Leukemia


Leukemia strikes all ages and both sexes. In 1995 approximately 20,400
people died from Leukemia. The all time five year survival rate is 38%. This
rate has gone to 52% in the mid 1980ís. Approximately 25,700 cases were
reported in 1995 alone(American Cancer Society-leukemia, 1995).
Leukemia is a form of cancer in the blood cells. Most forms of Leukemia
occur in the white blood cells. These abnormal cells reproduce in large
quantities and look and perform differently than normal cells(MedicineNet-
leukemia, 1997).
Right now the causes of Leukemia are unknown. Some studies have shown that
exposure to high-energy radiation increases chances of contracting leukemia.
Such radiation was produced in the atomic bombing of Japan during World War II.
There is also enough energy in nuclear plants so strict safety precautions are
taken. Some research shows that exposure to electric magnetic fields, such as
power lines and electric appliances, is a possible risk factor. More studies
are needed to prove this link. Some genetic conditions, such as Downís syndrome,
are also believed to increase the risk factor. Exposure to some chemicals is
also suspected to be a risk factor. By learning the causes of leukemia
treatment options will become available(MedicineNet-leukemia, 1997).
There are many symptoms of leukemia. The symptoms of leukemia are the same
for all the different types of leukemia. The acute types of leukemia, ALL and
AML, symptoms are seen more quickly than in the chronic types of leukemia, CLL
and CML, where symptoms do not necessarily appear right away. The symptoms are
flu symptom, weakness, fatigue, constant infections, easily bleed and bruise,
loss of weight and appetite, swollen lymph nodes, liver or spleen, paleness,
bone or joint pain, excess sweating, swollen or bleeding gums, nosebleeds and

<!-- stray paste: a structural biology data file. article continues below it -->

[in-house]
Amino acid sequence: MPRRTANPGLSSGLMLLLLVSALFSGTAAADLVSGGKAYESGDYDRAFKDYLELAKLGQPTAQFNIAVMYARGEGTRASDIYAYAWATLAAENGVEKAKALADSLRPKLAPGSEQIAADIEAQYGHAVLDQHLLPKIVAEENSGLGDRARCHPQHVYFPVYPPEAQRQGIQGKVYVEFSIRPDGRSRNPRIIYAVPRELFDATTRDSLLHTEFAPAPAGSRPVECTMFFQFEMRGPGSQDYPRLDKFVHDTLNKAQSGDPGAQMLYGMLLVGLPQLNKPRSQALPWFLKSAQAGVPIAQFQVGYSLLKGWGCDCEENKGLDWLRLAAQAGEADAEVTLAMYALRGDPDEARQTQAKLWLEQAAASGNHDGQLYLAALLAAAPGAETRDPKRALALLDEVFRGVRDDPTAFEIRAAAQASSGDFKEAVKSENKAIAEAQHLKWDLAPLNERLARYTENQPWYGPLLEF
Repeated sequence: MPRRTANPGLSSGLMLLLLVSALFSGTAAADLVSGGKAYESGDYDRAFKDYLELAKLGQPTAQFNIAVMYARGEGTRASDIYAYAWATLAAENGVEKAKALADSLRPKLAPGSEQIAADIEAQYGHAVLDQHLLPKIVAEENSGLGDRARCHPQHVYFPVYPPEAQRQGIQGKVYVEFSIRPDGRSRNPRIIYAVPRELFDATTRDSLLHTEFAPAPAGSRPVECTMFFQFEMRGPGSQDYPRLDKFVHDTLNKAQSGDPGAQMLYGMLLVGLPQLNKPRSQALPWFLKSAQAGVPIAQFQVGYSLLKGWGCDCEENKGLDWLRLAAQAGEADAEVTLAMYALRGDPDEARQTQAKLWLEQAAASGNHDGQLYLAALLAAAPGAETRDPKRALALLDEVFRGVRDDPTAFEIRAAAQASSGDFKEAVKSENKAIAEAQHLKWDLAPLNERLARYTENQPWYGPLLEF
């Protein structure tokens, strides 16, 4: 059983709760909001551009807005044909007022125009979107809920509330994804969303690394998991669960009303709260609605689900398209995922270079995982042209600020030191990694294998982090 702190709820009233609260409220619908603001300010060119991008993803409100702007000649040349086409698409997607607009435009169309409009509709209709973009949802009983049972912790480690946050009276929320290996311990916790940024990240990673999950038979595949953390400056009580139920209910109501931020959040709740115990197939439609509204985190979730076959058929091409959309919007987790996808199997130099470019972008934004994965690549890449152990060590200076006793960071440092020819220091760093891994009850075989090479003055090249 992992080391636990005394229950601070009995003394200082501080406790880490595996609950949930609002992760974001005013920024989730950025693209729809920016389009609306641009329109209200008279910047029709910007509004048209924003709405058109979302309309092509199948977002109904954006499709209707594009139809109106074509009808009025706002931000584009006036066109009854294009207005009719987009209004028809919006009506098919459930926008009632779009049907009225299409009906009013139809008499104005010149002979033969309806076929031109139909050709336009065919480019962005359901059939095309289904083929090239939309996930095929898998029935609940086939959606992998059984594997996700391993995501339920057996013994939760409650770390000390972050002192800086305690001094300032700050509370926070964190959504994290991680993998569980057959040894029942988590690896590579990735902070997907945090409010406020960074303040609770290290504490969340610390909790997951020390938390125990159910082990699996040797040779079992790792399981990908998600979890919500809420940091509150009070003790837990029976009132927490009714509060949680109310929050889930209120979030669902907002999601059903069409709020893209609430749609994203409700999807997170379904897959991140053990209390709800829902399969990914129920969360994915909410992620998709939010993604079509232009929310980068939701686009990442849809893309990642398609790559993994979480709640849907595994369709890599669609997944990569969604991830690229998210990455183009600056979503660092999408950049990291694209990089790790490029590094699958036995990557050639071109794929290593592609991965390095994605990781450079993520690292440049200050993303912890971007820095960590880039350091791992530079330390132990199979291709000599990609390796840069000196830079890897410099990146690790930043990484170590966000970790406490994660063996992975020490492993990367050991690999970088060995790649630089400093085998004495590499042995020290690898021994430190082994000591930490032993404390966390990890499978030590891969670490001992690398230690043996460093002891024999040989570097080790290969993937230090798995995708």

other hemorrhages, and red spots called petechiae located underneath the skin.
In acute Leukemia the cancerous cells may collect around the central nervous
system. The results can include headaches, vomiting, confusion, loss of muscle
control, or seizures. These clumps of cancer cells can collect in other various
parts of the body(MedicineNet-leukemia, 1997 and American Cancer Society-
leukemia, 1995).
Leukemia can be diagnosed in a number of ways. Blood work is commonly
done in the laboratory. Different forms of blood work include checking the
hemoglobin count, platelet count, or white blood cell count. X-rays are
routinely done for treatment follow-up. Ultrasound is also used as a treatment
follow-up. CT Scan is a special type of x-ray used as a detailed cross section
of a specific area of the body. Bone marrow is routinely tested to examine
progress of the disease. Spinal taps are also used in certain types of cancers.
The spinal fluid is checked to see if cancer cells are present(Parent and
Patient handbook-hematology/oncology clinic, Childrenís Hospital of Michigan,
19??)
Treatment of Leukemia is very complex. Treatments are tailored to fit
each patientís needs. The treatment depends on the type of the cancer and
features of the cells. It also depends on the patientís age, symptoms, and
general health. Acute Leukemia must be treated immediately. The goal of
treatment is to get the cancer into remission. Many people with Leukemia may be
cured. To be considered cured, you must be cancer free for at least five years.
This time also varies depending on the type of cancer. The most common
treatment of Leukemia is chemotherapy. Bone marrow transplants, Radiation, or
biological therapy are also available options. Surgery is also occasionally
used. Chemotherapy is a treatment method in which drugs are given to kill off
the cancerous cells. One or more drugs may be used depending on the type of
Leukemia. Anticancer drugs are usually given by IV injection. Occasionally
they are given orally. Chemotherapy is given in cycles: a treatment period
followed by a recovery period followed by another treatment period and this
process continues for a certain amount of time. Radiation therapy is used along
with chemotherapy in some occasions. Radiation uses high energy beams to kill
the cancerous cells. Radiation can be applied to either one area or to the
whole body. It is applied to the whole body before bone marrow transplants.
Bone marrow transplants are used in certain patients. The patients bone marrow
is killed by high doses of drugs and radiation. The bone marrow is then
replaced by a donor\'s marrow or the patient\'s marrow that was remove before the
high amounts of drugs and radiation. Biological therapy involves substances
that affect the immune systemís response to the cancer(MedicineNet-leukemia,
1997).
In conclusion, Leukemia can be fatal, but with early diagnosis, proper
treatments, and a lot of luck, it can be put into remission. With treatment
options improving constantly, there may one day be a sure